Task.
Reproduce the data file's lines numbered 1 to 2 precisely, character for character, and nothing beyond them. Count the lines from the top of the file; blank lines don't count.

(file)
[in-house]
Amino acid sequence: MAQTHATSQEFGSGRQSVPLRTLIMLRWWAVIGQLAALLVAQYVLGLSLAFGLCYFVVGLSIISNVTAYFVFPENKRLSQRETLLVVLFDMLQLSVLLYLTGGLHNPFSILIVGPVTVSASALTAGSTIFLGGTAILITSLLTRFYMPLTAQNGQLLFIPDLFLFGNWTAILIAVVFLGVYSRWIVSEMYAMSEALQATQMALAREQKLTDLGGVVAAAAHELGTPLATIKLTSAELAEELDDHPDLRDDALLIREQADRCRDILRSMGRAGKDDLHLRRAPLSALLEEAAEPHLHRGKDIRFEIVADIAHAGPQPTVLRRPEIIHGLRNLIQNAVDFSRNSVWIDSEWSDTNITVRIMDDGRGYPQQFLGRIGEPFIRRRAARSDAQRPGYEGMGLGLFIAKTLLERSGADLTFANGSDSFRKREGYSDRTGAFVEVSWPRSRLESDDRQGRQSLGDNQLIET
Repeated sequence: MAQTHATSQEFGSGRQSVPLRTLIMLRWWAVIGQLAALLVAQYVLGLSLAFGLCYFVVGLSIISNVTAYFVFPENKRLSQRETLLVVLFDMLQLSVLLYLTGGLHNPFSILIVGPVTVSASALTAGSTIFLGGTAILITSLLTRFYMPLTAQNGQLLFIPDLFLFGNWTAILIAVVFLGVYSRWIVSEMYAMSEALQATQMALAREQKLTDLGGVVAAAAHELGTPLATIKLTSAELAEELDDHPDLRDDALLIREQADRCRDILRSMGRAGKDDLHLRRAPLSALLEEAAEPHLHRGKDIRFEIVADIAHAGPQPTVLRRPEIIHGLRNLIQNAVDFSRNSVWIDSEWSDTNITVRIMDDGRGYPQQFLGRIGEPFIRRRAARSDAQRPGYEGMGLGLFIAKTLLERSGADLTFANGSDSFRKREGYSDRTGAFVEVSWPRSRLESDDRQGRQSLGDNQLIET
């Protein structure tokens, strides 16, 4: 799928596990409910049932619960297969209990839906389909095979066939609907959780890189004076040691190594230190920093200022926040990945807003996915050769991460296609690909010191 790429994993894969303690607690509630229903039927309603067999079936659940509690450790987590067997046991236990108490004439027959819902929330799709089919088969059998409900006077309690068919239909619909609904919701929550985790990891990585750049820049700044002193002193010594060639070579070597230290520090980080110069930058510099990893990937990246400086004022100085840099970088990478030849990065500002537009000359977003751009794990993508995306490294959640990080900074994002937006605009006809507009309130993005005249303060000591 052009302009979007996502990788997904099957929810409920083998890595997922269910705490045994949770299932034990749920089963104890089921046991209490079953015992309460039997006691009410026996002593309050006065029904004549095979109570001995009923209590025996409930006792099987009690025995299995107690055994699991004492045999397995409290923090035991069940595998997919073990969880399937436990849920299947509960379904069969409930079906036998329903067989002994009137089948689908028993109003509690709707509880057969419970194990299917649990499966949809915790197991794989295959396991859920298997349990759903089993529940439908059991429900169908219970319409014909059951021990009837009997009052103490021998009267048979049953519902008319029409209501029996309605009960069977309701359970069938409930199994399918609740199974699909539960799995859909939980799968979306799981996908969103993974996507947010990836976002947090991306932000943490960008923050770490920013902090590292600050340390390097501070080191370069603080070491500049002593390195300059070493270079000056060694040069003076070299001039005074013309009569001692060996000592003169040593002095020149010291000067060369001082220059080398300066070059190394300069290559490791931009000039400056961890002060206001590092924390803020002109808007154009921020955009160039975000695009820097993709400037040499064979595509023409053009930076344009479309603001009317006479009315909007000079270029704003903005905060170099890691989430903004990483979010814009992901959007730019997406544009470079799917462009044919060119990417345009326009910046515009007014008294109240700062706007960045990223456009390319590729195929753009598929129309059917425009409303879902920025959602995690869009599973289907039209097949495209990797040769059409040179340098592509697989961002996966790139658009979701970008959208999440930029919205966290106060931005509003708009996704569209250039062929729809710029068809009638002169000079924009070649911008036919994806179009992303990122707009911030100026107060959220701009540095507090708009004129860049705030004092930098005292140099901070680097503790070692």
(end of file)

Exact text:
[in-house]
Amino acid sequence: MAQTHATSQEFGSGRQSVPLRTLIMLRWWAVIGQLAALLVAQYVLGLSLAFGLCYFVVGLSIISNVTAYFVFPENKRLSQRETLLVVLFDMLQLSVLLYLTGGLHNPFSILIVGPVTVSASALTAGSTIFLGGTAILITSLLTRFYMPLTAQNGQLLFIPDLFLFGNWTAILIAVVFLGVYSRWIVSEMYAMSEALQATQMALAREQKLTDLGGVVAAAAHELGTPLATIKLTSAELAEELDDHPDLRDDALLIREQADRCRDILRSMGRAGKDDLHLRRAPLSALLEEAAEPHLHRGKDIRFEIVADIAHAGPQPTVLRRPEIIHGLRNLIQNAVDFSRNSVWIDSEWSDTNITVRIMDDGRGYPQQFLGRIGEPFIRRRAARSDAQRPGYEGMGLGLFIAKTLLERSGADLTFANGSDSFRKREGYSDRTGAFVEVSWPRSRLESDDRQGRQSLGDNQLIET